Sale of the Hotel was announced in Queensland Parliament in September 1929 with the reading of a special bill The Babinda State Hotel Sale Act of 1929. To entice buyers the government offered a monopoly on hotel trade in the town at least until 1935. It was also a condition of the sale that the purchaser make an application to the licensing court for the deletion of the word "State" from the name of the hotel. Babinda residents opposed the decision to sell the hotel and urged the government to grant additional liquor licences in the area. The Labor party also expressed concern that a syndicate of Italians might buy the hotel, with the leader of the ALP William Forgan Smith suggesting that action had to be taken to safeguard the rights of Britishers. Despite this opposition the sale of the hotel went ahead as planned.
Consisting of two storey hotel buildings, including accommodation wings and staff quarters, modern furnishings, plant equipment, sample rooms, shop front and garage, the property was put to auction in March 1930. Only four bids were received for the hotel, the highest bid coming from a Mr J.A. O'Hagan of Brisbane. John O'Hagan, licensed victualler and former licensee of Lennons Hotel and the Hotel Daniel, continued his negotiations with the Government and eventually bought the hotel for £50,000, payable in instalments without interest. Upon the sale the hotel was renamed the Babinda Hotel.
O'Hagan continued the grand tradition of the hotel up until the Second World War, when business declined and he sold the hotel in 1941. Since that period the hotel has had a succession of owners but has continued to operate as a hotel with accommodation facilities. The hotel has undergone few alterations over the years with the exception of the removal of the second-class accommodation wing and other outbuildings in 1970. It still remains the only hotel in the town of Babinda and dominates the commercial centre of Babinda.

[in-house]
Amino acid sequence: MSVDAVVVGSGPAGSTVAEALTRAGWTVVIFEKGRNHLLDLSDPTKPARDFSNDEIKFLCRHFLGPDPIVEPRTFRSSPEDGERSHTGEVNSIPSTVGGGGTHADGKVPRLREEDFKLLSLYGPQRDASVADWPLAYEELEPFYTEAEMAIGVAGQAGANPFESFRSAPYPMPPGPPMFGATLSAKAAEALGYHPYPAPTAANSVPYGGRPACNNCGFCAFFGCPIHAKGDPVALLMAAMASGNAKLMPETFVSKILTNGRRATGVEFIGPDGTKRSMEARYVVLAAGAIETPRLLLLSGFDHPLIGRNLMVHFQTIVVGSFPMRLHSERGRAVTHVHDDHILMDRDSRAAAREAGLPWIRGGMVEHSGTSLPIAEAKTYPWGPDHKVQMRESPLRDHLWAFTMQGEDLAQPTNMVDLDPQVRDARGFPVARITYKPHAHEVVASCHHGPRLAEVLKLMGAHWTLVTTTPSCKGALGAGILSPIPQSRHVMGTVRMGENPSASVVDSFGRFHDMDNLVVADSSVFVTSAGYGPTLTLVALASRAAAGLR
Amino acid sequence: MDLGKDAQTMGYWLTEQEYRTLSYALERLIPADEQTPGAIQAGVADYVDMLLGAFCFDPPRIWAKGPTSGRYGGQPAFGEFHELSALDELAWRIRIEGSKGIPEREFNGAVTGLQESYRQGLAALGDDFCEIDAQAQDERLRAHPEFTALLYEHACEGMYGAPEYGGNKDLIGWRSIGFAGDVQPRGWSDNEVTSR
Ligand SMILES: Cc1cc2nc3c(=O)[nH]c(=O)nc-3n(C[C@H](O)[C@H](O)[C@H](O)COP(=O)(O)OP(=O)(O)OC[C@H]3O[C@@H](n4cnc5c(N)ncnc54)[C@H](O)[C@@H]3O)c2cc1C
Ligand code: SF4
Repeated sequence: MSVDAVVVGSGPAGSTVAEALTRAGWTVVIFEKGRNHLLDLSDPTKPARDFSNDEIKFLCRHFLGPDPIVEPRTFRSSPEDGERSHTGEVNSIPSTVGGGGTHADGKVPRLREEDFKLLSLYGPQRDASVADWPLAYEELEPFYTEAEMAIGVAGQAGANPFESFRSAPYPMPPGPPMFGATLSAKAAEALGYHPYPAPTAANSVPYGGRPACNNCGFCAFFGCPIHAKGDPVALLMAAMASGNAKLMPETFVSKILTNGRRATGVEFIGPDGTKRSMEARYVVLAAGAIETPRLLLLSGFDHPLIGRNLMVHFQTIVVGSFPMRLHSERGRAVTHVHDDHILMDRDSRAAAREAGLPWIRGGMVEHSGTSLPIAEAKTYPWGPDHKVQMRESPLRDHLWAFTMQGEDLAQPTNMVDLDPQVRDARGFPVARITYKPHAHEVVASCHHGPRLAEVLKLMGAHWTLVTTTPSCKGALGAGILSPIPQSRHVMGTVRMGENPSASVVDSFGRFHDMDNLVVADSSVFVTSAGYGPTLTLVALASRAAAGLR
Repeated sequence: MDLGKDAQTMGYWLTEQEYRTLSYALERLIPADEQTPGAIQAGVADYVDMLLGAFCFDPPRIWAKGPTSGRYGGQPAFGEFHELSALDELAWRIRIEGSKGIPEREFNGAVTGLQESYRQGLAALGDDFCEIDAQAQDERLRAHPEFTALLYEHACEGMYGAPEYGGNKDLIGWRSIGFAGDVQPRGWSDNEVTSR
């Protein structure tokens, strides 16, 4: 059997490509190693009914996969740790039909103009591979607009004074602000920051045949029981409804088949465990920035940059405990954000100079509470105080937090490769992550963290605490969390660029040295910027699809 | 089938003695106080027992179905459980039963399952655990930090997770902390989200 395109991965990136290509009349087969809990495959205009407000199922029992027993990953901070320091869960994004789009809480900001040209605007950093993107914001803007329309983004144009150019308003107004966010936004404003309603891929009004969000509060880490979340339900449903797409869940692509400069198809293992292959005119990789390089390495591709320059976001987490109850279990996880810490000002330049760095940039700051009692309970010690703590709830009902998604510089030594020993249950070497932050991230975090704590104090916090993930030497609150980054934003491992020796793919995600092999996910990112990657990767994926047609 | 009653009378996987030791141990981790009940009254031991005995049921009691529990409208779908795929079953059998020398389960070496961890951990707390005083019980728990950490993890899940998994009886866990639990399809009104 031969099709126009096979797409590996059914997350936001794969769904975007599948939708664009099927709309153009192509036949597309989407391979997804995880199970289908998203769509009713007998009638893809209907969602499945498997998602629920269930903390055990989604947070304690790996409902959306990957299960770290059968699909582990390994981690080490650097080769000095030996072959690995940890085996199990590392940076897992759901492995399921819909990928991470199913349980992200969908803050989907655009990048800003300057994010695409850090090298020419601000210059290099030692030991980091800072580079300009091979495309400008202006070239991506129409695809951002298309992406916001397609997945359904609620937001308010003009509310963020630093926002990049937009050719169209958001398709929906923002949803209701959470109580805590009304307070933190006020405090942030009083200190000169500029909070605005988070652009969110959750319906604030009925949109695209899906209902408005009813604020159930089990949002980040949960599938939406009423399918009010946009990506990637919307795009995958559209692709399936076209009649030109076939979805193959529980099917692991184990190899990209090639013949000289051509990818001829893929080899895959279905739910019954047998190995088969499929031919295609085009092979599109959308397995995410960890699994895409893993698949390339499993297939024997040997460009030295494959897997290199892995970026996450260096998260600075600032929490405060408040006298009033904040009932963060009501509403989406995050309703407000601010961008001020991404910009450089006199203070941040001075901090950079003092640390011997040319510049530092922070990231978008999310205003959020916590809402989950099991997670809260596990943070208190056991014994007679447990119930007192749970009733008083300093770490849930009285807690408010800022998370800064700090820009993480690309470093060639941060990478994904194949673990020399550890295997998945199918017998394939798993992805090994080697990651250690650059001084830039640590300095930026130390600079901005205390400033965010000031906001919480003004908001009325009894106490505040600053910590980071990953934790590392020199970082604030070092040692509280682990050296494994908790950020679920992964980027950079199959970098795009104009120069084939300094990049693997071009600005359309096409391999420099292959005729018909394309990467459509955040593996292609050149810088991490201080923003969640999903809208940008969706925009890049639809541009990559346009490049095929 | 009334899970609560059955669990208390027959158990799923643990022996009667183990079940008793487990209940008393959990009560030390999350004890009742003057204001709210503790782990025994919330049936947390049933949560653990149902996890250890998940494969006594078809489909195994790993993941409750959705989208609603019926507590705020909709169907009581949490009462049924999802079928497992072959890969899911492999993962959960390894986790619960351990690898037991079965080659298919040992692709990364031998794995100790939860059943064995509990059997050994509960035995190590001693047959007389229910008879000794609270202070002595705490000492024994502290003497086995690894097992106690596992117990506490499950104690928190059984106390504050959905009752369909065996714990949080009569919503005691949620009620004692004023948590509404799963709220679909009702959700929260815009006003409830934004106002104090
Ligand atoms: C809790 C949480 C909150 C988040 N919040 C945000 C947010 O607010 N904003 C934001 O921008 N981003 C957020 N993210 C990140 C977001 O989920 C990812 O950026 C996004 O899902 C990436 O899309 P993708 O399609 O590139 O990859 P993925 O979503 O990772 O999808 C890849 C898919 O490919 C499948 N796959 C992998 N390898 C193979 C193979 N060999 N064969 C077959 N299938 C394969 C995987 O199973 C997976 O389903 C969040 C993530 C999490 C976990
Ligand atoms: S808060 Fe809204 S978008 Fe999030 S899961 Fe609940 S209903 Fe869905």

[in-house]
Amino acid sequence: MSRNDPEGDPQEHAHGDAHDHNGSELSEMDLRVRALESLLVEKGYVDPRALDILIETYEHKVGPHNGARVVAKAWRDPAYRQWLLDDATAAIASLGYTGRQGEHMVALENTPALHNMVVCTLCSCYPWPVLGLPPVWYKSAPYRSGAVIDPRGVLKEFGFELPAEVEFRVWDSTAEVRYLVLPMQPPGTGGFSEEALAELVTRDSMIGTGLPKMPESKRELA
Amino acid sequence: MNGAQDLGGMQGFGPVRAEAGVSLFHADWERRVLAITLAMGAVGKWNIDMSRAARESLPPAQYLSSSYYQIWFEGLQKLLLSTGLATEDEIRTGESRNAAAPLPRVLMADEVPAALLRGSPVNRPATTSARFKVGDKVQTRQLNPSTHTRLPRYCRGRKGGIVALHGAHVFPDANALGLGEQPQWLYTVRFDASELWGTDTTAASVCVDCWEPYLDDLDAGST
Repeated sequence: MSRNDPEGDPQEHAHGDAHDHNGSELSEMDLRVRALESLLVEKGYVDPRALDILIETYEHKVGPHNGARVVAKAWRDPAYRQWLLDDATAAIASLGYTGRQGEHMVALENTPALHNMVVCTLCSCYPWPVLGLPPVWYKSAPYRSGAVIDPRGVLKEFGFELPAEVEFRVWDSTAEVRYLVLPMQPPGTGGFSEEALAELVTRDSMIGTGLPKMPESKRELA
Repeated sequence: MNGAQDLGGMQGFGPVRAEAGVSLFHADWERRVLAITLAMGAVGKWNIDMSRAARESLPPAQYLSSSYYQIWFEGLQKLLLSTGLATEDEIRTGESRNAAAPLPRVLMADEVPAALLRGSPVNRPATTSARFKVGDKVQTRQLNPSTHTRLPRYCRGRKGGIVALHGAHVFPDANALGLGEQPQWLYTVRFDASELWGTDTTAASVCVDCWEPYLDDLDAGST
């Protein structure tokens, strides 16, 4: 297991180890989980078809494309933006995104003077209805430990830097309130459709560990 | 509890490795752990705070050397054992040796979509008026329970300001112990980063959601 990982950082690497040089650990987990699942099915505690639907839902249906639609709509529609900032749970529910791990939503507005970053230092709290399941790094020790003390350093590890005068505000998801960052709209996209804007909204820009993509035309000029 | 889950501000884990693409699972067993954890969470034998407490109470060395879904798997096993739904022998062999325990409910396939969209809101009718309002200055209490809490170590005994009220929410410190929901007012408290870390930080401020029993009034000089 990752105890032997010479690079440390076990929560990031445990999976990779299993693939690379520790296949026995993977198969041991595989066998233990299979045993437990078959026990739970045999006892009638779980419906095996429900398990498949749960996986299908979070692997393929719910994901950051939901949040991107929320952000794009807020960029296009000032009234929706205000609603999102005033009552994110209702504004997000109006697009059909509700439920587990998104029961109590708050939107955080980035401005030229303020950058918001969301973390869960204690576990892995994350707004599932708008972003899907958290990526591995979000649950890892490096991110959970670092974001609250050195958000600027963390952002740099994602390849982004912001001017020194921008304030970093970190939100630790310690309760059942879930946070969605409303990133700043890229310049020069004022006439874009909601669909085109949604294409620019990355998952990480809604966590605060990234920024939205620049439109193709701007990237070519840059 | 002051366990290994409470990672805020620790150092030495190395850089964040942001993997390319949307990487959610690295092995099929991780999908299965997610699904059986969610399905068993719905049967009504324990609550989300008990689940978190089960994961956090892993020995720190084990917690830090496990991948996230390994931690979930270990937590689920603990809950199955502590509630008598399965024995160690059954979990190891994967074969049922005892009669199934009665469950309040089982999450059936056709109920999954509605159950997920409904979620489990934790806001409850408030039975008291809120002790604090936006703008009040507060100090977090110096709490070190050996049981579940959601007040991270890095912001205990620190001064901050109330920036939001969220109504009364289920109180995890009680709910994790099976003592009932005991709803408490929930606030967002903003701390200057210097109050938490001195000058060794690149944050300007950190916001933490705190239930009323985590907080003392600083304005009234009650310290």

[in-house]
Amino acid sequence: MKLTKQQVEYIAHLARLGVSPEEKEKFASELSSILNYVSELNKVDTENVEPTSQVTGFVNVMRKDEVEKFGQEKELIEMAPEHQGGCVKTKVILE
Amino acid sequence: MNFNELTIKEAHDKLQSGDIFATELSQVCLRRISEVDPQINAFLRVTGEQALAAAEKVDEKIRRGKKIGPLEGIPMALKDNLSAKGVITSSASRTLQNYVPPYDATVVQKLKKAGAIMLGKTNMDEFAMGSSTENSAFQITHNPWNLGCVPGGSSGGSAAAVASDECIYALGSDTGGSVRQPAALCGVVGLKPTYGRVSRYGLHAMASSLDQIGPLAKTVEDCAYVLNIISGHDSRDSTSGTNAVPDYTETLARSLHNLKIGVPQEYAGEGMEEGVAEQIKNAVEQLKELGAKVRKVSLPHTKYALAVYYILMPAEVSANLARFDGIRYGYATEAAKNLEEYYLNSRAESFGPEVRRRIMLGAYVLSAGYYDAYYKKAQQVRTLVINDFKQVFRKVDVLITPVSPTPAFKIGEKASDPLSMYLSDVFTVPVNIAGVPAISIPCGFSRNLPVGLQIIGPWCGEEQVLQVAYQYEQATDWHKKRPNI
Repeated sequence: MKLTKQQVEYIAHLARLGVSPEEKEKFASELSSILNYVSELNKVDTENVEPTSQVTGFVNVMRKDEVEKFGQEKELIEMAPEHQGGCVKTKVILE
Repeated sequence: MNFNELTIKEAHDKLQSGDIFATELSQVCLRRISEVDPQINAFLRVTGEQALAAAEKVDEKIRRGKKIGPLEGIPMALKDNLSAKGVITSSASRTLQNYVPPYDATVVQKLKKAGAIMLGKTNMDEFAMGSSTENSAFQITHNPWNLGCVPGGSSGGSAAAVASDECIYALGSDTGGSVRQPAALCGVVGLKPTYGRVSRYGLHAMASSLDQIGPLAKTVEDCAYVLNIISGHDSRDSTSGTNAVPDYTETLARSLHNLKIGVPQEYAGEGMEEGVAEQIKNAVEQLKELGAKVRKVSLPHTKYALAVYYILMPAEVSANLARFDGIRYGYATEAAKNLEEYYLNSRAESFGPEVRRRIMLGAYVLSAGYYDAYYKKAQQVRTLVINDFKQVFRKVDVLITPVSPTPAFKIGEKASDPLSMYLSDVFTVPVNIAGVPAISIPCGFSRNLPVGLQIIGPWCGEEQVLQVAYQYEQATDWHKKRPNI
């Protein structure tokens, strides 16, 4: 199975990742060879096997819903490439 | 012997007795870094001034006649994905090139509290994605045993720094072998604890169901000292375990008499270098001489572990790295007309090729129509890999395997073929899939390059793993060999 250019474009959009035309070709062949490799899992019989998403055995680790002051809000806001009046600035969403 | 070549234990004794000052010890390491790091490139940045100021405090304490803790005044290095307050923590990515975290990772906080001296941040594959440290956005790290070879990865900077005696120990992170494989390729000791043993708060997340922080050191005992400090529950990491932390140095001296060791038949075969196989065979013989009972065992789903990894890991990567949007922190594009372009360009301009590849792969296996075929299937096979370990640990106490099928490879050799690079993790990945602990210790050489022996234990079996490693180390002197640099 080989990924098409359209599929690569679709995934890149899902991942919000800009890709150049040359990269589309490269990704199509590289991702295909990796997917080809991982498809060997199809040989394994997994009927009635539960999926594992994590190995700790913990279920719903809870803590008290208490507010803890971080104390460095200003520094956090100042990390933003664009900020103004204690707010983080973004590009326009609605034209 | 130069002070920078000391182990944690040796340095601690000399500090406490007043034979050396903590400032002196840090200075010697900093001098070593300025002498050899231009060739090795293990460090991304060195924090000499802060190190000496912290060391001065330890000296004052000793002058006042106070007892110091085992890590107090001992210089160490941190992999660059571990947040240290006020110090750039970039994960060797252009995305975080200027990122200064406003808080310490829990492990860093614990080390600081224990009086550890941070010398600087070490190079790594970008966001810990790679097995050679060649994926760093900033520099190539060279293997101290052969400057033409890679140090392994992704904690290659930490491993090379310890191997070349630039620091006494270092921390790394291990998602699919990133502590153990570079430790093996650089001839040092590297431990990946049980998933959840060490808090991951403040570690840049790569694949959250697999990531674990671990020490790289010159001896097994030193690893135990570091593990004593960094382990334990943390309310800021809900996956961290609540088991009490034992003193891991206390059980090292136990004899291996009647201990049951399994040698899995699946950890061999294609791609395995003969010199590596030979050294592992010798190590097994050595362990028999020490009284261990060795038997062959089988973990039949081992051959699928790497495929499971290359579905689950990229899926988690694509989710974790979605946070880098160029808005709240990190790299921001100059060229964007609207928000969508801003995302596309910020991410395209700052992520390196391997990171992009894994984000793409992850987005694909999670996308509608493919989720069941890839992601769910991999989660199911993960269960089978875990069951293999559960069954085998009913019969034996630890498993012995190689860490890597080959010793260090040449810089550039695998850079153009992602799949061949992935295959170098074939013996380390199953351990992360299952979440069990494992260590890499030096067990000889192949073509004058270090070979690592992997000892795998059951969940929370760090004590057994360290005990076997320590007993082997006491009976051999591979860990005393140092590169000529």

The Babinda Hotel is located on Munro Street, Babinda and occupies a prominent position in the town's main street.
The Hotel is a two-storey building, constructed of timber and roofed with corrugated iron sheeting. The front facade of the building features open verandahs with a series of single and double timber posts.
A gabled pediment in the centre of the building with a timber infill defines the entrance to the hotel. Twin timber doors, surrounded by leadlight windows inscribed with the BSH insignia, provide access to the hotel. On either side of the entrance are a number of casement windows.
The ground floor of the hotel consists of two bars (main bar and western bar), dining room, kitchen, gambling room, games room, gym, cellar/storeroom and private office. The second floor consists of a public accommodation wing that opens onto a wide verandah overlooking Munro Street as well as a private residence and an internal verandah that overlooks the games room.
The accommodation wing on the second floor features a number of ornate timber archways in the hallway and double French doors that open onto the verandah.
The main bar on the ground floor features steel beams that run across the ceiling that once transported kegs from the storeroom to the bar. The western bar (originally the private bar) features a silky oak archway and balustrade that defines the entrance of the bar and servery. The lower part of the walls of the main entrance and western bar are also silky oak.
To the rear of the hotel there is a concrete slab that defines the old stable floors.
The ornate roof ventilator was removed in the 1980s.
Babinda Hotel was listed on the Queensland Heritage Register on 22 February 2002 having satisfied the following criteria.
The place is important in demonstrating the evolution or pattern of Queensland's history.
The Babinda Hotel, formerly known as the Babinda State Hotel, was erected in the town of Babinda in 1917 and demonstrates important aspects of Queensland's political and economic history of the early twentieth century. As an early building in the town of Babinda, the hotel also provides evidence of the history of Babinda as a sugar growing settlement in far north Queensland. The hotel provides physical evidence of a period in the history of the state of Queensland, which saw the Labor Government establish a series of state-run businesses to compete with private enterprise.
The place demonstrates rare, uncommon or endangered aspects of Queensland's cultural heritage.
The State Hotel was the only hotel constructed and operated by the Queensland Government (one of only two known "state" hotels in the country) as part of the Labor Government's State Enterprises Scheme, which ran from 1915 until 1929.
The place is important in demonstrating the principal characteristics of a particular class of cultural places.
The form of the State Hotel, and the facilities provided, demonstrate the characteristics of a country hotel from the early twentieth century.
Babinda State Hotel Facts for Kids. Kiddle Encyclopedia.